20061207, 22:37  #1 
May 2005
Argentina
2×3×31 Posts 
Tensor Analysis books
Wich book is the best to initiate to study tensor analysis? I have LeviCivita "The absolute differential calculus" but is to abstract to me. I would prefer one with more numerical examples and graphics if possible.
Thanks in advance, Damian. 
20061211, 19:23  #2 
∂^{2}ω=0
Sep 2002
Repรบblica de California
5×2,351 Posts 
We used this one in my graduatelevel differential geometry class, but I suspect you might also find it somewhat "abstract" for your taste, even though Fomenko and Novikov are wellknown relativity physicists and try to keep things "physically grounded" whenever possible.
If differential geometry were easy, general relativity would be a high school subject. 
20061212, 08:57  #3  
Bamboozled!
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May 2003
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11647_{10} Posts 
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It does have a lot of pretty pictures and sound physical interpretations of objects which are often treated as very abstract mathematical constructs. Paul 

20061212, 17:03  #4 
Bronze Medalist
Jan 2004
Mumbai,India
4004_{8} Posts 
Tensor Analysis
Damian, I'm not in the league with Ewmayer or Xilman nor I can I ever measure up to them but I would advise the Schaum's outline series of Theory and problems of 'Vector Analysis and an introduction to Tensor Analysis' There are about 60 pages at the end devoted to Tensor Analysis and I think sufficient to move on to perhaps those recommended by our colleagues. It has 480 solved problems so you can get a better idea on the subject. It is by Murray R. Spiegel, PhD. This is widely available in the U.S. libraries and in New York I can assure you as I picked my copy on sale from them for a throwaway price. My copy is collecting dust on my shelves . I do not profess to have gone thru or even understood it, but I know a good book when I see one . Mally Last fiddled with by mfgoode on 20061212 at 17:04 
20061214, 00:16  #5 
May 2005
Argentina
272_{8} Posts 
thanks for the replys. I'm downloading Thorne and Wheeler Gravitation book.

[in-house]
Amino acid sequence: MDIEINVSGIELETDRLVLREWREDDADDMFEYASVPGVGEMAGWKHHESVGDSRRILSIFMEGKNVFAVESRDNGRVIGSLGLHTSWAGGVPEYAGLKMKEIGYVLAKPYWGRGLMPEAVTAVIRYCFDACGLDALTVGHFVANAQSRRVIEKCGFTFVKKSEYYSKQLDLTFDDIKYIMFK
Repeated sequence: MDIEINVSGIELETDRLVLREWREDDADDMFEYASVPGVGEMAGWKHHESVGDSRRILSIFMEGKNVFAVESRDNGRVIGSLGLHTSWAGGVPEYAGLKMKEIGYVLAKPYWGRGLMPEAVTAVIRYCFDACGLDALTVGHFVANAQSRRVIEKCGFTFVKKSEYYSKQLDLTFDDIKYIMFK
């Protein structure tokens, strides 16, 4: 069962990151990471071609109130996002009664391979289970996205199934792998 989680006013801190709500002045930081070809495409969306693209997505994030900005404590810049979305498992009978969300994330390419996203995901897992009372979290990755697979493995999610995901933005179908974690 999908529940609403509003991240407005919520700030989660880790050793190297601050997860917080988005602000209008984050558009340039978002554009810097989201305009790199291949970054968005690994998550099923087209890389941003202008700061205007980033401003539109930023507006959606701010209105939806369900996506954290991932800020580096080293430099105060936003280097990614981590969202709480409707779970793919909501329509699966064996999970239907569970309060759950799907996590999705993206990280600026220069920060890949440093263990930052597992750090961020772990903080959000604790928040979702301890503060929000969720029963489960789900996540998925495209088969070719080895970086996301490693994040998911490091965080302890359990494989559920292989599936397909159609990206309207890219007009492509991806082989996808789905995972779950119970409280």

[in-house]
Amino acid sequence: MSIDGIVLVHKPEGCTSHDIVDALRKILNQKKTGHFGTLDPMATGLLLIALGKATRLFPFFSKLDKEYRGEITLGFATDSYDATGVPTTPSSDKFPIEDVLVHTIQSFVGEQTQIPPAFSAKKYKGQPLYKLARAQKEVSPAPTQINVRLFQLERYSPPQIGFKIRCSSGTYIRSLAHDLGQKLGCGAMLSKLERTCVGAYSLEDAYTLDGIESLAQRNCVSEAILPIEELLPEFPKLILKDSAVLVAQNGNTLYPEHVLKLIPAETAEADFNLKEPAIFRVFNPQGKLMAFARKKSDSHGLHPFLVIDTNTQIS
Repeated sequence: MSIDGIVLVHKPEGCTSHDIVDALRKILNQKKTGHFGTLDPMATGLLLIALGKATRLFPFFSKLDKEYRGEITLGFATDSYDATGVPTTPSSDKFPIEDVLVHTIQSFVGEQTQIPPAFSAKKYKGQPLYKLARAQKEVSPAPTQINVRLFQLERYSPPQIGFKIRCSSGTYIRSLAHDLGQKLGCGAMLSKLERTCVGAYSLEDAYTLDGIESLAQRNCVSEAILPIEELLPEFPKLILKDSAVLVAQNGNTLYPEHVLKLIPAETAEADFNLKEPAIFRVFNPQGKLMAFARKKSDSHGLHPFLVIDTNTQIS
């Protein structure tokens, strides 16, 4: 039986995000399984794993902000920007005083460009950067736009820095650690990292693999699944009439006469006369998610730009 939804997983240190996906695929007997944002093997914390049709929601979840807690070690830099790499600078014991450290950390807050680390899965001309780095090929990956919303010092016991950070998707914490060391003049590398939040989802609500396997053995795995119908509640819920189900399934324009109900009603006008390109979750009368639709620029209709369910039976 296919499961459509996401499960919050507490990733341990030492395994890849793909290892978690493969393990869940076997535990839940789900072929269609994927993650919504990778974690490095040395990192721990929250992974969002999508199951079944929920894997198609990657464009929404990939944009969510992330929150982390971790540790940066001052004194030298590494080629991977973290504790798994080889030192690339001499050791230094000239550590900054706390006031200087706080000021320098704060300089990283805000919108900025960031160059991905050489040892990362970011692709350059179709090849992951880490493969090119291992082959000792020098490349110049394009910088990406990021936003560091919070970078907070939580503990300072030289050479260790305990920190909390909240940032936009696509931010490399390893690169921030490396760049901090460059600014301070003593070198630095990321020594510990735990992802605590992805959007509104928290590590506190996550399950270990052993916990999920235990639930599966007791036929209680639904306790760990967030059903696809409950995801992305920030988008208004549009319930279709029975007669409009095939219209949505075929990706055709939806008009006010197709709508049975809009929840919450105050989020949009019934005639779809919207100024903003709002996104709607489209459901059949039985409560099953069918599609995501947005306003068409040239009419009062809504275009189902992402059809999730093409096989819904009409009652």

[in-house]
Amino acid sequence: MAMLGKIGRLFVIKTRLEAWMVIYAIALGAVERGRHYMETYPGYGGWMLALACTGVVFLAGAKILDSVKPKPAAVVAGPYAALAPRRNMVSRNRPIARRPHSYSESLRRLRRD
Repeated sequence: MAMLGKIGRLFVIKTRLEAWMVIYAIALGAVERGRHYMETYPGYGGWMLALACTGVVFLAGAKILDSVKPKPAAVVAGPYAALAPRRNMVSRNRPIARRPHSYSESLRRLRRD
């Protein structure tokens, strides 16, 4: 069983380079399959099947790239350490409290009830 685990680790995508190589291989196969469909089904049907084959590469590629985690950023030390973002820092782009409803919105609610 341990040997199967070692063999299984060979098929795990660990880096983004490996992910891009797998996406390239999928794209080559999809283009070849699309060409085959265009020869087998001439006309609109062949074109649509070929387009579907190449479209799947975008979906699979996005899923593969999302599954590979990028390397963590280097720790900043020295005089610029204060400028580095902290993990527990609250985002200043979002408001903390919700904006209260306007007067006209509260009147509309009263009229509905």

A newbie question: Does covariant and contravariant concept has anything to do with the transpose of a vector? I ask because I see that a_i*b^i gives the dot product (that is the same as the product of a vector matrix with the traspose of the other vector matrix), and it also the same result as the contraction of tensors (the summation convention) Another question: how can I use tex tags in these posts? Thanks in advance Damian. 
20061214, 09:42  #6 
Bronze Medalist
Jan 2004
Mumbai,India
2^{2}·3^{3}·19 Posts 
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I may be terribly wrong Damian. I think you are jumping the gun, but it all depends on your level. I knew a buddy of mine who was studying this book on gravitation for his PhD thesis. As xilman says it is more than just Tensor calculus and as ewmayer says about differential geometry. The climb to Tensors is long and tedious and requires a good foundation in modern geometry. This sounds simple but I dont want to discourage you though. The covariant curvature tensor is of fundamental importance in Einstein's general theory of Relativity. The contravariance has to do with curvilinear coordinate systems. They are both related with the latter coming before the former. All the best, Mally 
20061214, 15:46  #7  
Aug 2002
2^{3}×1,069 Posts 
Quote:


20061214, 16:08  #8 
May 2005
Argentina
2·3·31 Posts 
Thanks,
what I ment was: if I have two tensors and , then the tensor contraction equals the dot product of two vectors, wich itself equals the product of column vector matrix with file vector Is this casual, or there is a connection between covariance/contravariance and transpose of matrices. I guess the answer is that is casual, because I can have a rank 3 tensor, and how would I define its transpose since it is "similar" to a three dimensional matrix. Thanks, Damian. 
20061214, 17:35  #9  
Bamboozled!
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May 2003
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Paul 

20061214, 19:57  #10  
May 2005
Argentina
2×3×31 Posts 
Quote:
The vector related formula would be Because it would be inconsistent to write: Why does that happen? (have to transpose only one variable and put it before the matrix?) 

20061214, 20:19  #11  
∂^{2}ω=0
Sep 2002
Repรบblica de California
5·2,351 Posts 
Quote:
The tensor index notation replaces this row/columnbased convention with a different one, based on implied summation over a repeated index. This leads to a less visually intuitive procedure than above, but again, it is unambiguous and (at least for vectors and matrices) completely equivalent to conventional matrix multiply. In A_{ij}x^iy^j, the fact that you can either do the index sum over i (equivalent to x^t A) or j (== A y) first simply reflects the associativity of matrix multiply. 

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